Only a student or faculty member may initiate a request for a change of grade, and such a change must be initiated within the first academic year after the grade is given. To make a grade appeal, the student should take the following steps:
- The student must appeal to the faculty member for a grade change.
- If the matter is not resolved, the student may then appeal to the appropriate department chair.
- If the matter is not resolved by the department chair, the student may then appeal to the appropriate dean, who will mediate the appeal.
- If the appeal is not resolved by the dean the student may then appeal in writing to the Vice President for Academic and Student Affairs who will review the appeal and make a recommendation. The decision of the Vice President is final.
See SFCC Policy 3-11 Appeal of Academic Decisions.
Students may request, through the Office of Academic and Student Affairs or through an advisor or counselor, to have up to two semesters of failing grades removed from consideration in their GPA. The grades remain on the transcript but are noted to indicate that academic renewal has been applied. This request may be made one time only. Failing grades earned at SFCC from a student’s GPA calculation may be removed when the student meets the following conditions:
- A period of one year must have lapsed since the grades in question were earned;
- A minimum of 12 credits must have been successfully completed with a 2.0 GPA prior to the petition for renewal;
- The student must be in good academic and financial standing with the institution; and
- Academic renewal will only be granted one time during the academic life of the student at SFCC.
Appeal of Academic Suspension
The appeal process for a student who has been suspended by SFCC or by another college is as follows:
- The student may appeal in writing to the Vice President for Academic and Student Affairs, who can approve or deny the appeal based upon various factors, including whether the student has completed the required suspension time (one semester for the first offense, two semesters for the second offense). The student may then be referred to an academic advisor or counselor to discuss an academic probation and re-enrollment plan.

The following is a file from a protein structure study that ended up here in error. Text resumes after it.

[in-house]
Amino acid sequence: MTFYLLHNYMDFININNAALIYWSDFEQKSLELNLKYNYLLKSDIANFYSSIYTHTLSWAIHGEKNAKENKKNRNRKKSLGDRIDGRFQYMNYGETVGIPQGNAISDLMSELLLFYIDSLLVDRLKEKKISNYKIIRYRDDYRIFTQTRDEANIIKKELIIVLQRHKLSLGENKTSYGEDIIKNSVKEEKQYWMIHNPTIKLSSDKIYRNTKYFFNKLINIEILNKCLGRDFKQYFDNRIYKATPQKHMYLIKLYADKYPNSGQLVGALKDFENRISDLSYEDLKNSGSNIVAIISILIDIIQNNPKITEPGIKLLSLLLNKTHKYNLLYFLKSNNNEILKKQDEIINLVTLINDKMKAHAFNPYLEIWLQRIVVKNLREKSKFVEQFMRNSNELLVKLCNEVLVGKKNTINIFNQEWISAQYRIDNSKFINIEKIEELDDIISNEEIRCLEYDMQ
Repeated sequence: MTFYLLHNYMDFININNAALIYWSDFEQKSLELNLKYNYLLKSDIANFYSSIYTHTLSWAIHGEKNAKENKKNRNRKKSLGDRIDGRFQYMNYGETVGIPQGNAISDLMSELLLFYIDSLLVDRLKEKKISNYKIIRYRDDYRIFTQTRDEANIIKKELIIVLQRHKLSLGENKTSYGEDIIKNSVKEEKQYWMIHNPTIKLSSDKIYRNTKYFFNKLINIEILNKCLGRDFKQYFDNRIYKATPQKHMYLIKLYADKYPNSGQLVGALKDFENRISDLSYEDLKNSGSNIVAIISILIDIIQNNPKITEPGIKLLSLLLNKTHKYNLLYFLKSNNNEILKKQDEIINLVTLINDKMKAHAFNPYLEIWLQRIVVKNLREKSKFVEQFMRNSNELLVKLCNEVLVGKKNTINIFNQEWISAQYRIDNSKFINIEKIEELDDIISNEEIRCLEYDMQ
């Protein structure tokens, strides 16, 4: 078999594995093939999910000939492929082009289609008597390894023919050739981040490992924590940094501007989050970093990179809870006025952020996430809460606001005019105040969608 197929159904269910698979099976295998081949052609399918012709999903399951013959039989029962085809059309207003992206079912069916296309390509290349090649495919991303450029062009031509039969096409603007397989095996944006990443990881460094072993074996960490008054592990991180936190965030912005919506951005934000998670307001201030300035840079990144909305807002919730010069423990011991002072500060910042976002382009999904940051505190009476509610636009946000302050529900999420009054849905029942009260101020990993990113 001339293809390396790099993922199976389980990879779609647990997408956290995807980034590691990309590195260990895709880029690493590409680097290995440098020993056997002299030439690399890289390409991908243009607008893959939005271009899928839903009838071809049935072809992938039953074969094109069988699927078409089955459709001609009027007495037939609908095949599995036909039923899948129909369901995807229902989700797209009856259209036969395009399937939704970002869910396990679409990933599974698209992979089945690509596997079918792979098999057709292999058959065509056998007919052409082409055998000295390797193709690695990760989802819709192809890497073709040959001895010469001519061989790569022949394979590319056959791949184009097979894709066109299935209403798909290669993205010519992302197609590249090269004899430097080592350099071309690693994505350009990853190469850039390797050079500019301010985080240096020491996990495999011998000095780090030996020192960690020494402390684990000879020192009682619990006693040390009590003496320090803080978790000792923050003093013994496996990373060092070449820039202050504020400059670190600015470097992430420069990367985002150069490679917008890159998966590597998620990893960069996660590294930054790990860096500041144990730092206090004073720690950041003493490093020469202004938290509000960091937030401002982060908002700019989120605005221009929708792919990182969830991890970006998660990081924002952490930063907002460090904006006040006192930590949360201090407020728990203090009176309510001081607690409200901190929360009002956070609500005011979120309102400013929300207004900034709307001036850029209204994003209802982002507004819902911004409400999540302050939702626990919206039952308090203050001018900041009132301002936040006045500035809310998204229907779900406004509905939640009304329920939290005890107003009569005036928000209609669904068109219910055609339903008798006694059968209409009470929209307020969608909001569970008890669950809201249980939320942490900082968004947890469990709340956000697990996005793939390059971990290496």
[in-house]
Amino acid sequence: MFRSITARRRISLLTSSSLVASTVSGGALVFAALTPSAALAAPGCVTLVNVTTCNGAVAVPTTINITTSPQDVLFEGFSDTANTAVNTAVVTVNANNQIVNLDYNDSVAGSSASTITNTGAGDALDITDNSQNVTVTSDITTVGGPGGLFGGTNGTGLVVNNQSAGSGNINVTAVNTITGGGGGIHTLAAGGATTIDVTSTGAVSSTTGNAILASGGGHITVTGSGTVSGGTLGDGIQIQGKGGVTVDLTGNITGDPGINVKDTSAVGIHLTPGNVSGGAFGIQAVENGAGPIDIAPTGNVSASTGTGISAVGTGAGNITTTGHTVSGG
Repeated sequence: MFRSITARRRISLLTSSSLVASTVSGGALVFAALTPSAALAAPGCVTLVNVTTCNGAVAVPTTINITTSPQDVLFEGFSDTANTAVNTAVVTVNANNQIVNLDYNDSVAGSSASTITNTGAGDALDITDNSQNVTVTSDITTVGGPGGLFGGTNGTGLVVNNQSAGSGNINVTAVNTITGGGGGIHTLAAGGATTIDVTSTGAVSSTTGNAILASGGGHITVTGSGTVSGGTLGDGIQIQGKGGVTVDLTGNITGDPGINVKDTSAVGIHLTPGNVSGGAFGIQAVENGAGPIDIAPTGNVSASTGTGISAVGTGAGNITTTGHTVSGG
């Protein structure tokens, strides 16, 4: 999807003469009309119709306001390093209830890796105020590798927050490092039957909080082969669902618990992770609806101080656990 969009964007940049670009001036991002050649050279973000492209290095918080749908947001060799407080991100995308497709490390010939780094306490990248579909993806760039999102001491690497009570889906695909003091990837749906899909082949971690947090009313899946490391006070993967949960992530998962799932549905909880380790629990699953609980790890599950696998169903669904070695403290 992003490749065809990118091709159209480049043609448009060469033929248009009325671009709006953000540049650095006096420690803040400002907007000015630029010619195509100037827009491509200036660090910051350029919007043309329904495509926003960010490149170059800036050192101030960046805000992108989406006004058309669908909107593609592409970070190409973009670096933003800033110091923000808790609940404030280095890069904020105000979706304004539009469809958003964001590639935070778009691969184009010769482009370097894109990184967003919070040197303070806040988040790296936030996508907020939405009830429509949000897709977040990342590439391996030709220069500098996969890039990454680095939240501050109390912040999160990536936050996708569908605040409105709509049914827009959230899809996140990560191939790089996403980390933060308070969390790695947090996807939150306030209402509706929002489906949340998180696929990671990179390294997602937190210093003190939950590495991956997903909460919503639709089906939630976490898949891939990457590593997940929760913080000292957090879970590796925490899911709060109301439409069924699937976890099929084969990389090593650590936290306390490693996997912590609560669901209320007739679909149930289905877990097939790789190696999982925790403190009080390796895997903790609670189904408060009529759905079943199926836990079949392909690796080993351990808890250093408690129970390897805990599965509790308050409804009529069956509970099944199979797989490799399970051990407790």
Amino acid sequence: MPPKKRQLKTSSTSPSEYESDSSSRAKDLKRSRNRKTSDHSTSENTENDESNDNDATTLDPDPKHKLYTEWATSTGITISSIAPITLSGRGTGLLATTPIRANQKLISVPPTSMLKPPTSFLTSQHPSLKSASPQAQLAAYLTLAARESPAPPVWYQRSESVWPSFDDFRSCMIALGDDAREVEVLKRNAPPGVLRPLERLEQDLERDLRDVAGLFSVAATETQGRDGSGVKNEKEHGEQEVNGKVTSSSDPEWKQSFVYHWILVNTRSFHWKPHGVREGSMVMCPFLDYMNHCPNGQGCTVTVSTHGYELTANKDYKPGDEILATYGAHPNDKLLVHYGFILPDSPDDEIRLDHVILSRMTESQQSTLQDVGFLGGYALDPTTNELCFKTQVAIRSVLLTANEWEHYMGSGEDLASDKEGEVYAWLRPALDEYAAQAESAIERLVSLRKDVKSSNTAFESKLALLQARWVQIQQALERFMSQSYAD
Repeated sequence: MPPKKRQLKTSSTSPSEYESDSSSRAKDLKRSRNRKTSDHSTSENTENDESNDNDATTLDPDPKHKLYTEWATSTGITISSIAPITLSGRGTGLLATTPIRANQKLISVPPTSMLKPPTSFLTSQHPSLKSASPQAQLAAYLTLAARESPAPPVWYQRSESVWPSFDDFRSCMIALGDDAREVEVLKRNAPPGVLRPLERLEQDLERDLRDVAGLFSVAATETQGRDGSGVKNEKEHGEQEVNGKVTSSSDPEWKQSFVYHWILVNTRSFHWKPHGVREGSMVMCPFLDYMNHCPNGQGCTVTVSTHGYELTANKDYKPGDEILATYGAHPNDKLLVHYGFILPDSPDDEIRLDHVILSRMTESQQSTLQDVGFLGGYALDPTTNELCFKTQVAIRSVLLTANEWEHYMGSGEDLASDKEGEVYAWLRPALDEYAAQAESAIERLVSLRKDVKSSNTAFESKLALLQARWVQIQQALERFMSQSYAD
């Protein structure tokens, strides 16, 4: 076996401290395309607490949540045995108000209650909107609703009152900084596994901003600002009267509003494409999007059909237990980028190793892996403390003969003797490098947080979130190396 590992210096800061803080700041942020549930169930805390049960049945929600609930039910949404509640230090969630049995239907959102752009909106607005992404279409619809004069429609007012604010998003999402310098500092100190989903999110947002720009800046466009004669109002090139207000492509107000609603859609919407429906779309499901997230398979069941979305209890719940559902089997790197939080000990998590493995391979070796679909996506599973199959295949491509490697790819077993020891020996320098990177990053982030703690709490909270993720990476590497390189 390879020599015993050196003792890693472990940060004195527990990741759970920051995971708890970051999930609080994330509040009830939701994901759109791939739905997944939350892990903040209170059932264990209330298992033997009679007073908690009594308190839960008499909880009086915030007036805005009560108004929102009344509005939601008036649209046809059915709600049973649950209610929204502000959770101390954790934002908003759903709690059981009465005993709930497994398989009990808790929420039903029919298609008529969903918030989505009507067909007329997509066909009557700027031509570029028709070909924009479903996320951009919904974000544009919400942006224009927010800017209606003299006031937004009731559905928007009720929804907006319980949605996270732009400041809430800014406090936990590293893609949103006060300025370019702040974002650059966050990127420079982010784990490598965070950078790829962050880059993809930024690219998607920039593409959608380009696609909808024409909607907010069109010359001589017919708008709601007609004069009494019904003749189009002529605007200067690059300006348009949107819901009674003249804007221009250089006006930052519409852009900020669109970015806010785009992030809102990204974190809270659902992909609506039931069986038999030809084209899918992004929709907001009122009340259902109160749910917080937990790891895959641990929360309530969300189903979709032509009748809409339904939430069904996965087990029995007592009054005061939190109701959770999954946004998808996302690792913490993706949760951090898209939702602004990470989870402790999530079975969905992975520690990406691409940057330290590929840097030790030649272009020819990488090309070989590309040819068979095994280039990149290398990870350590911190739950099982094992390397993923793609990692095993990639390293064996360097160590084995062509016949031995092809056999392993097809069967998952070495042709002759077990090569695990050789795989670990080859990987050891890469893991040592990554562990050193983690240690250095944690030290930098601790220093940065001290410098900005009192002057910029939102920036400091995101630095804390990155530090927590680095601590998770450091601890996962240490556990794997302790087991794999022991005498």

- If the appeal for re-enrollment is denied, the student may then appeal to the Student Academic Appeals Committee as follows:
- The student must present a written appeal providing a complete statement of the student’s case to the Registrar for transmittal to the Student Academic Appeals Committee.
- The student may either present the case to the committee in person or permit the appeal to be heard on the basis of written documentation only.
- Hearings dealing with suspension from SFCC will be scheduled prior to registration and will occur no later than the second day of instruction.
The decision of the Student Academic Appeals Committee is final. If the committee decides to readmit a suspended student, the admission status will be probationary.
Students are expected to behave responsibly and respectfully while on campus and when interacting with other students and college staff and faculty members.
If a student violates SFCC Policy 2-1 Student Code of Conduct or any other college policy that applies to students and the issue is not related to an academic issue, the faculty or staff member with the concern regarding the violation should raise it with the Vice President for Academic and Student Affairs.
Student appeals of a non-academic nature must be brought before the Vice President for Academic and Student Affairs for resolution, provided that no other procedure exists.
Faculty members who teach skills-based courses and who determine that a student is not at an appropriate course level may recommend that the student transfer to a higher-level or lower-level course. The vertical transfer is done only upon the recommendation of the faculty member. If the student is moving down a level, the transfer must take place within the first four weeks of a regular semester or the first two weeks of a summer session or short course. If the student is moving up a level, the transfer must take place within the first two weeks of a regular semester or the first week of a summer session or short course. A horizontal transfer to a course at an equivalent level must take place within the first four weeks of a regular semester or the first two weeks of a summer session or short course.